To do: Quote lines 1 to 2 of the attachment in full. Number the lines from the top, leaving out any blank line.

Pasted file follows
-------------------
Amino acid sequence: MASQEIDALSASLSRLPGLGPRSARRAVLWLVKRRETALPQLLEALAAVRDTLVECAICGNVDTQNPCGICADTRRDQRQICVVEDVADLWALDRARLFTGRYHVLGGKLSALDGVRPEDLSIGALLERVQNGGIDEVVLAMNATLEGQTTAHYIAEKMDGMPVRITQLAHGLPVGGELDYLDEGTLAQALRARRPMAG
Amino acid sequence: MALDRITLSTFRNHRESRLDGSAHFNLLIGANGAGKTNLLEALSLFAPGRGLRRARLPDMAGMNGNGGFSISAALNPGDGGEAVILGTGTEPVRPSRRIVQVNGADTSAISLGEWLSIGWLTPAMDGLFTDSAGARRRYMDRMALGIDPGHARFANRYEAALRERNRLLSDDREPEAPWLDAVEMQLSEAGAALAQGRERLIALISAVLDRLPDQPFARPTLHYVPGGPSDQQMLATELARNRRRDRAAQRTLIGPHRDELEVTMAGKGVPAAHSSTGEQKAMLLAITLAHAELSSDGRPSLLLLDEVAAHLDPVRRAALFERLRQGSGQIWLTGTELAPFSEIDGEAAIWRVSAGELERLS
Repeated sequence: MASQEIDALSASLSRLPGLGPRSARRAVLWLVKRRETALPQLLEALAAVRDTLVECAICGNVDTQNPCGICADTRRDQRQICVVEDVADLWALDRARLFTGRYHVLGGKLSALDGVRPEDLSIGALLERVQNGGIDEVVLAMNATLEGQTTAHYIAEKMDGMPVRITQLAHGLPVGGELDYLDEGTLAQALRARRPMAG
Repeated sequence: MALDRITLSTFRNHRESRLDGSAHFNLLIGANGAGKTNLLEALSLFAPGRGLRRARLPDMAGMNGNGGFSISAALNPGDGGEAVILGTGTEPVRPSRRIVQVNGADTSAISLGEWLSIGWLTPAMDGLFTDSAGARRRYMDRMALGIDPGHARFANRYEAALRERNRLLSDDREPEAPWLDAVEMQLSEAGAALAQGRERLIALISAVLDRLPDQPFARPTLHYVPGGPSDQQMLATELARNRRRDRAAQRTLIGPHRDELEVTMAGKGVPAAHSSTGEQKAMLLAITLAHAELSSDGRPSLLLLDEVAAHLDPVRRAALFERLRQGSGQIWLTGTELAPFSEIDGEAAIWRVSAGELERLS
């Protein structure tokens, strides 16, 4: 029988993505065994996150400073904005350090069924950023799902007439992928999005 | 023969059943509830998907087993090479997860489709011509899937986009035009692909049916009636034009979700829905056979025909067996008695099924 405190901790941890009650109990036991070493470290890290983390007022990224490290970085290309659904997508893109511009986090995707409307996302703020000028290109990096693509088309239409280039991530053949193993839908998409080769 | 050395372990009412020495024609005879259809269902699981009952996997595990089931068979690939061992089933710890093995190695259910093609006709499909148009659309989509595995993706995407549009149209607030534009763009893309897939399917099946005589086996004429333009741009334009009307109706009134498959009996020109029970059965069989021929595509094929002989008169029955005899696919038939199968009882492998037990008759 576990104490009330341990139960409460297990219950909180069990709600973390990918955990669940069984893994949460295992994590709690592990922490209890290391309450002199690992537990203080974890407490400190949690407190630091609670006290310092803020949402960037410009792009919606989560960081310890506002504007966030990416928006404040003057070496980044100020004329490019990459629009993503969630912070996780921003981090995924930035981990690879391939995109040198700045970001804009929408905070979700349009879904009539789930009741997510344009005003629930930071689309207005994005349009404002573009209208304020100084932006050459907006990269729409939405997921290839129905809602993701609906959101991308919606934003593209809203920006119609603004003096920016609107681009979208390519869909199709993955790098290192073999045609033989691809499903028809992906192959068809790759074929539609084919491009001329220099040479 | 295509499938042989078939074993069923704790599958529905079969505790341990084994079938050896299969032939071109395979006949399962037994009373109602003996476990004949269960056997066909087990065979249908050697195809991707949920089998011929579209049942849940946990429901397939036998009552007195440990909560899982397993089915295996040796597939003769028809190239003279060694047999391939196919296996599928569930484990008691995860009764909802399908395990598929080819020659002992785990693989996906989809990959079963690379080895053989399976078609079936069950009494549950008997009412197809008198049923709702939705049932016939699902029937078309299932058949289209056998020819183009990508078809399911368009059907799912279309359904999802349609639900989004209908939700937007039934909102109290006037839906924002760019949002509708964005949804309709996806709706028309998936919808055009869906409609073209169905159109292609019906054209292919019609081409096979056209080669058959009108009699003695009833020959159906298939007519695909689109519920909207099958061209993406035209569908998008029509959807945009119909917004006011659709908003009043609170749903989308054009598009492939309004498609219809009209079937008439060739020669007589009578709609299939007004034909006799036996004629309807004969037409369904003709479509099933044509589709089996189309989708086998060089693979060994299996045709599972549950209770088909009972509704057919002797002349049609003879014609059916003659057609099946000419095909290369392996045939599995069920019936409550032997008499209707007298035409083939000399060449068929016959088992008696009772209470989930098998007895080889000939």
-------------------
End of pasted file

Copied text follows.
Amino acid sequence: MASQEIDALSASLSRLPGLGPRSARRAVLWLVKRRETALPQLLEALAAVRDTLVECAICGNVDTQNPCGICADTRRDQRQICVVEDVADLWALDRARLFTGRYHVLGGKLSALDGVRPEDLSIGALLERVQNGGIDEVVLAMNATLEGQTTAHYIAEKMDGMPVRITQLAHGLPVGGELDYLDEGTLAQALRARRPMAG
Amino acid sequence: MALDRITLSTFRNHRESRLDGSAHFNLLIGANGAGKTNLLEALSLFAPGRGLRRARLPDMAGMNGNGGFSISAALNPGDGGEAVILGTGTEPVRPSRRIVQVNGADTSAISLGEWLSIGWLTPAMDGLFTDSAGARRRYMDRMALGIDPGHARFANRYEAALRERNRLLSDDREPEAPWLDAVEMQLSEAGAALAQGRERLIALISAVLDRLPDQPFARPTLHYVPGGPSDQQMLATELARNRRRDRAAQRTLIGPHRDELEVTMAGKGVPAAHSSTGEQKAMLLAITLAHAELSSDGRPSLLLLDEVAAHLDPVRRAALFERLRQGSGQIWLTGTELAPFSEIDGEAAIWRVSAGELERLS